Yesterday numerous EU nationals living in the UK got a nasty surprise when they opened their mail: an official letter stating that they would be removed under immigration laws. While the Home Office quickly confirmed that these letters were sent by mistake and should be disregarded, it’s a sensitive matter – particularly considering that even though the rights of EU citizens living in the UK remain unchanged today, these rights now have an expiration date. It’s hard to say where exactly the UK stands on this issue – like most issues – as Brexit negotiations have been vague. So vague, in fact, that Brussels has asked the UK to produce a concrete proposal for how to calculate its EU exit bill or else risk next week’s Brexit talks coming to a standstill.
For readers of The Village Voice – the Manhattan weekly that made a name for itself as a beacon of liberalism in the 1960s – the rustle of paper and those ink-stained fingers from a thorough read are now consigned to the past. This week the publication announced that it will be online only, following in the footsteps of such papers as The Independent and the Buenos Aires Herald. The move comes in the wake of a tumultuous recent history for the country’s first alternative weekly, which was bought in 2015 by Peter Barbey, owner of the small-town Pennsylvania publication Reading Eagle. Barbey hopes to make the Pulitzer-prize-winning Voice appeal to a new generation online. Let’s hope it keeps its voice.
Ho Chi Minh City’s plans to ease road congestion and expand its public-transport networks – which meet a measly 10 per cent of demand – have faced choppy waters lately. Proposals for inner-city train lines to be built by 2020 have been derailed so many times that the launch of Saigon’s first river-bus service was big news. This week five yellow boats hit the water but it hasn’t been smooth sailing. The service is still undergoing trials and the initial 10.8km 12-stop route around the city won’t begin public operations until 1 October. Still, once they’re up and running, the river buses will provide a scenic alternative for commuters that tap into the city’s underutilised network of waterways.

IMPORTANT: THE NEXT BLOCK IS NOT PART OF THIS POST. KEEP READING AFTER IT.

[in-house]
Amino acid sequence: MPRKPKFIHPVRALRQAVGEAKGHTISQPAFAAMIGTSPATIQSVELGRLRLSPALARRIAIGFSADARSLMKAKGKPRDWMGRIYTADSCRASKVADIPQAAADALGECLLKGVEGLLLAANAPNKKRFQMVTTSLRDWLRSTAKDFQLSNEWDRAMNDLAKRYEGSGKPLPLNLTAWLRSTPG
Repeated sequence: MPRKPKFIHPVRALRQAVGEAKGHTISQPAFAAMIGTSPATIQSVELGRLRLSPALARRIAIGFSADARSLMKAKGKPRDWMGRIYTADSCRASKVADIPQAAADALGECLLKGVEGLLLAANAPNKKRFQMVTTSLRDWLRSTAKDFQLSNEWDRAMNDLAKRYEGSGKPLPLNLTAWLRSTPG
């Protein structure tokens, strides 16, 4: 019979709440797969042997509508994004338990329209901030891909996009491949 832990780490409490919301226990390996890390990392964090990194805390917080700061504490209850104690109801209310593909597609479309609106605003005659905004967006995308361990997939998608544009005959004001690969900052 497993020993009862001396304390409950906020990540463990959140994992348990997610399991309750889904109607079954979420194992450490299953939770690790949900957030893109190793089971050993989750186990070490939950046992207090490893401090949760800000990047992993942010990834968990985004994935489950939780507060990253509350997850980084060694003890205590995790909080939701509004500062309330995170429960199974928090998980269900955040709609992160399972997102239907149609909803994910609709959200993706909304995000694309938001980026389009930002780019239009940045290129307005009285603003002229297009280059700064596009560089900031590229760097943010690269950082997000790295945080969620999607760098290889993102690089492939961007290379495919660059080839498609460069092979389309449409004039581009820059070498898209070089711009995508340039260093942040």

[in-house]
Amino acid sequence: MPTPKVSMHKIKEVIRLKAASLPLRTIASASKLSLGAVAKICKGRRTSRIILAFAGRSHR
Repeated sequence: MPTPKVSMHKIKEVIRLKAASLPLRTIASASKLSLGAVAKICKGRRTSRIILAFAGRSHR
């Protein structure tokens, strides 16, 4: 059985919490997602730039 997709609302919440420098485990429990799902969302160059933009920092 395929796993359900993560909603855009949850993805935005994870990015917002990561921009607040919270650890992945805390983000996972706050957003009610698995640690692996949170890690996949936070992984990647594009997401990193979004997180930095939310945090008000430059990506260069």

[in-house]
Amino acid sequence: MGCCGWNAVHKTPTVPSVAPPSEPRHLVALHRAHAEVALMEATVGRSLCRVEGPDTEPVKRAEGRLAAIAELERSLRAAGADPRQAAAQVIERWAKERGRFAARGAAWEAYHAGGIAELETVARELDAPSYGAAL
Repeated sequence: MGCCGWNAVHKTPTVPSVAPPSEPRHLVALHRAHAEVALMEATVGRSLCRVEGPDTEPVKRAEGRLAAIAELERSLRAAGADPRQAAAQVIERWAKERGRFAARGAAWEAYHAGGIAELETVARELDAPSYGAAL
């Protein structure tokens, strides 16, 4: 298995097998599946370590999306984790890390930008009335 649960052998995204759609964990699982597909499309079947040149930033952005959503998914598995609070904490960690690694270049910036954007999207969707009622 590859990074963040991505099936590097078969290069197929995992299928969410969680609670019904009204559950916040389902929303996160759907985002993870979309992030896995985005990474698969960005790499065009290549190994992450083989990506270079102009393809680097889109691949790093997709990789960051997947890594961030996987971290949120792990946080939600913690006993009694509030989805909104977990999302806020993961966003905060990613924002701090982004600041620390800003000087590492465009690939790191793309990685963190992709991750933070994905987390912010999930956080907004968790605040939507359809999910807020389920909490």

Japanese workers are notoriously reluctant when it comes to taking their full holiday allowance but this is offset by Japan’s roster of public holidays. The most recent addition to the public holiday calendar was Mountain Day, which was introduced last year on 11 August. Now a cross-party group of politicians led by deputy prime minister Taro Aso is proposing a bill that would make 24 July 2020 – the opening day of the Tokyo Olympic Games – a public holiday. The thinking is that it would encourage support for the Olympics and help ease congestion in central Tokyo. To counter business arguments that there are already enough themed days off, the holiday would be a one-off, keeping the usual number of annual national holidays at 16.
If you think preparing the world’s favourite cinema snack is a simple process then you’re in for a shock. We pay a visit to Joe & Seph’s popcorn kitchen, where flavours such as gin and tonic, French goat’s cheese and black pepper, and caramel and Belgian chocolate come to life. Plus: we hear from ‘Lady Macbeth’ costume designer Holly Waddington and countdown our top-five favourite costumes.